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'Brings us together': First Nation in Manitoba celebrates Whitecloud Stanley Cup win

Andrew Tacan of the Sioux Valley Dakota Nation headed to the powwow grounds Tuesday night after he and many community members watched one of their own hoist the Stanley Cup.
Las Vegas Golden Knights right wing Mark Stone, right, celebrates with defenceman Zach Whitecloud, centre, after scoring as Florida Panthers centre Aleksander Barkov skates away during the first period in Game 5 of the NHL hockey Stanley Cup Finals Tuesday, June 13, 2023, in Las Vegas. The Sioux Valley Dakota Nation in Manitoba is celebrating one of its own after Whitecloud and the Golden Knights won the Stanley Cup. THE CANADIAN PRESS/AP-John Locher

Andrew Tacan of the Sioux Valley Dakota Nation headed to the powwow grounds Tuesday night after he and many community members watched one of their own hoist the Stanley Cup.

Tacan said people in the southwestern Manitoba First Nation were honking their horns, cheering and shouting battle cries that could be heard throughout the valley. 

He was one of hundreds celebrating community member Zach Whitecloud of the Vegas Golden Knights as the team won the National Hockey League's biggest prize.

“It was just amazing to hear, like it must have felt like a battle way back in the day where you come back home with a victory,” Tacan said on Wednesday from the Dakota community west of Brandon. 

“It’s just one of those kinds of nights where it just sounded amazing. You could feel the pride in the valley. The whole entire reserve was cheering.”

Vegas beat the Florida Panthers 9-3 Tuesday night to capture the Stanley Cup for the first time. 

Following the win, defenceman Whitecloud hoisted the Stanley Cup beside his parents. He and his father embraced in what appeared to be an emotional moment. 

Speaking on Sportsnet, Whitecloud thanked his family for the sacrifices they made so he could play hockey. 

He also thanked those back on his First Nation for their unwavering support.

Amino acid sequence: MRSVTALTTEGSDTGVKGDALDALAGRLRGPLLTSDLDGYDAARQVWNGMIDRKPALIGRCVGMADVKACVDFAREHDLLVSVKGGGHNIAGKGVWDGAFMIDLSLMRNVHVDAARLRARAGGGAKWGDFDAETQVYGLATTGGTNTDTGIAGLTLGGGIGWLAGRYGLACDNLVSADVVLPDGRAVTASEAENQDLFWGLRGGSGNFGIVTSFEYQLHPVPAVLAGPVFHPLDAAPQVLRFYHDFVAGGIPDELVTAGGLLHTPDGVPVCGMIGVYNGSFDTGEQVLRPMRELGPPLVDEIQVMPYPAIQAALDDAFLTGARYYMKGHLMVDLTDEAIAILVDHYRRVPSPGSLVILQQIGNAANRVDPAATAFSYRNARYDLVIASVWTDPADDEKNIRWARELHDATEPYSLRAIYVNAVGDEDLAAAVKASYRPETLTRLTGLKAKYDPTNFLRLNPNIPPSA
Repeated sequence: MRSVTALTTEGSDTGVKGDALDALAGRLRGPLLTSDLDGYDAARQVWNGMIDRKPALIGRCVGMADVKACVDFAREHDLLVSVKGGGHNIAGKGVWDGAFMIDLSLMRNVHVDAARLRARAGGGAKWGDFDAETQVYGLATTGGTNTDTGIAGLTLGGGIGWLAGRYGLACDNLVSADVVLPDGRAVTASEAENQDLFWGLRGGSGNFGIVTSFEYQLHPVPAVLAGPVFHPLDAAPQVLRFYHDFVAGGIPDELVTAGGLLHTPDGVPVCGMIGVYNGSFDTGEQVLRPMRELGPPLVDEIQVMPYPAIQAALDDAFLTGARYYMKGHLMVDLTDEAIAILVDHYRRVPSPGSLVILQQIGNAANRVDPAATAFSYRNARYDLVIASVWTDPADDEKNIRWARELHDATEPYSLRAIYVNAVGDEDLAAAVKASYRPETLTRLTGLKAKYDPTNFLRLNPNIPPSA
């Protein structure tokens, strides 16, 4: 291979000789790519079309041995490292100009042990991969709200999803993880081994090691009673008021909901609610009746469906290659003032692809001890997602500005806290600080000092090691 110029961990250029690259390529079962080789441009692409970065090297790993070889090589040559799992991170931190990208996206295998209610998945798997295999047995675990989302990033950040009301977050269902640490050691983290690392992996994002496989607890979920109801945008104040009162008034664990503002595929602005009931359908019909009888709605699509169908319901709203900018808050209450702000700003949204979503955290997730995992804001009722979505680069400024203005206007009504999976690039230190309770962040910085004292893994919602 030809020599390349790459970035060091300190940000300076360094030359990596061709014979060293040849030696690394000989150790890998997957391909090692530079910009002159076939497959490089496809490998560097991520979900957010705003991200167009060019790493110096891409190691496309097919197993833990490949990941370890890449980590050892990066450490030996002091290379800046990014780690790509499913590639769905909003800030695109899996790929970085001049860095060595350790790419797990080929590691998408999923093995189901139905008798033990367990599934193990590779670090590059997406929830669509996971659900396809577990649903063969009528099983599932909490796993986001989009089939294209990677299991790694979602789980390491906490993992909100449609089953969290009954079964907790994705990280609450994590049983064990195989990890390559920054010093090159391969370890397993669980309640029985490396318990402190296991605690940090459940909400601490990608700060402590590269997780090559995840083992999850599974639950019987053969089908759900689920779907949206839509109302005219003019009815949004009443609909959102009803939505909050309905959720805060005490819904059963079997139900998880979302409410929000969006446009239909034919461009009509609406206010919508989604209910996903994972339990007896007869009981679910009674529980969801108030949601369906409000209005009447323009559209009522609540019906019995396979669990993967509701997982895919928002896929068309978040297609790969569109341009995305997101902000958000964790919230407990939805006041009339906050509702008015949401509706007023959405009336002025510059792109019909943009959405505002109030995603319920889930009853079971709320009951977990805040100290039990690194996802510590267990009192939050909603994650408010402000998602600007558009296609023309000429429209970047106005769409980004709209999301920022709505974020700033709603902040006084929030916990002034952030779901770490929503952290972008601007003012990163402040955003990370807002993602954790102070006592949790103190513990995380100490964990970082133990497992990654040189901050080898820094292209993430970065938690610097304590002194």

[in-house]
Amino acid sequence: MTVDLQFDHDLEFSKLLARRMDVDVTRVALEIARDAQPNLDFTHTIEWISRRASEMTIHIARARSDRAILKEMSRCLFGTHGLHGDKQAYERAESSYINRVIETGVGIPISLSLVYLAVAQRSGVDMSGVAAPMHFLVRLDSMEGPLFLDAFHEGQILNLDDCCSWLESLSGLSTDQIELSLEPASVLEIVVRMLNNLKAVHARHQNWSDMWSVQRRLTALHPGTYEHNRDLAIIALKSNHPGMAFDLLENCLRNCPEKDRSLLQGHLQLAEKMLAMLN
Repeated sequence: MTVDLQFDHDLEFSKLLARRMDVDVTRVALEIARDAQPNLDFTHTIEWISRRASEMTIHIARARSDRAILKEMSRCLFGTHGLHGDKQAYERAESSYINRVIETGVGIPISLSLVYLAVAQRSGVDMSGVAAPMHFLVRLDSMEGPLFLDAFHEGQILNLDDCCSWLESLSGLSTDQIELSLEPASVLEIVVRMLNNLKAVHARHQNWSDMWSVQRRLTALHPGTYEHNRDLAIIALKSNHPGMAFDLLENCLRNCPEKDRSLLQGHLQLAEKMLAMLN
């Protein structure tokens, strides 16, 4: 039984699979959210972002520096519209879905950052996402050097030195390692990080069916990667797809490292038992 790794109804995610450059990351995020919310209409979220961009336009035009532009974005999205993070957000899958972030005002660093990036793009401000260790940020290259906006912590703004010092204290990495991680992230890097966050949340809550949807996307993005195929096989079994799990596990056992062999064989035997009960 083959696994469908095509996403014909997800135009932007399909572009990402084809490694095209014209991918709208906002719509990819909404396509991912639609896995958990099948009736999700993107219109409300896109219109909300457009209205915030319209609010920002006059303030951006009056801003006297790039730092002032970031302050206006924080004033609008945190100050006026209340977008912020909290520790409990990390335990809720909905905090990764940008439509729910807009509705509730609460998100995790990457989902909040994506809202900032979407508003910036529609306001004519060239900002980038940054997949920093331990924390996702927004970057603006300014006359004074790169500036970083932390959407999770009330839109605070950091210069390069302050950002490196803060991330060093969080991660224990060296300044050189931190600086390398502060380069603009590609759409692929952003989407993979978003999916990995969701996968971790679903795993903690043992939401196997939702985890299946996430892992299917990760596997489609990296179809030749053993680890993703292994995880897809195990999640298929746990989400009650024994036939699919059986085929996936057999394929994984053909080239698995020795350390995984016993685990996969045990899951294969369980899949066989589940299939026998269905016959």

“I’m thankful for everyone at home for following along and being a part of the journey and just proud of my heritage, proud of my culture and proud of where I come from,” he said. 

Hundreds gathered in the First Nation's community hall to watch Vegas rout the Panthers.

A mock Stanley Cup was placed on one of the tables. After the win, some had held it up and cheered.  

Tacan said the win lifted people’s spirits. 

“It brings us all together in a way that we’ve never really been together before. One man did that, one man brought us together,” he said. 

In a news release, the Sioux Valley Dakota Nation said it’s deeply honoured to celebrate its very own “Dakota Knight,” a nickname given to Whitecloud. 

The Dakota community said Whitecloud’s journey is rooted in the First Nation’s culture and values, and is a testament to what can be achieved when one is committed, resilient and dedicated.

"His victory is not just a win in the world of hockey, but also a triumph for the values that we hold dear in our community," it said in the release. "His success is a beacon of hope and an inspiration for our young ones who can now see that they too can reach for the stars and achieve their dreams."

Whitecloud has been known for his positive attitude.

Earlier this year, ESPN Sportscaster John Anderson apologized for mocking Whitecloud’s name after comparing it to toilet paper. 

Whitecloud accepted Anderson’s apology. 

“People make mistakes, and this is a scenario where not just John, but everyone can learn from and move forward in a positive direction and try to be better,” he said in May. 

Peter Woods, the executive director of Hockey Manitoba, said he expects Whitecloud’s win to inspire Indigenous players. 

“Certainly him as a role model himself is valuable for the promotion of the game, not only in Manitoba, but throughout Canada,” he said, noting the majority of the team’s roster is Canadian. 

“Not everyone was cheering for Vegas because everyone has their team, but when you have a team that’s comprised of predominantly Canadian players, I think that augurs well for the game in Canada and for the players that are being developed within our country.” 

Tacan said he hopes the Stanley Cup makes an appearance in the Dakota community. 

“This win has just been the biggest cherry on top for a community that’s looking to become better.” 

This report by The Canadian Press was first published June 14, 2023.

Jeremy Simes, The Canadian Press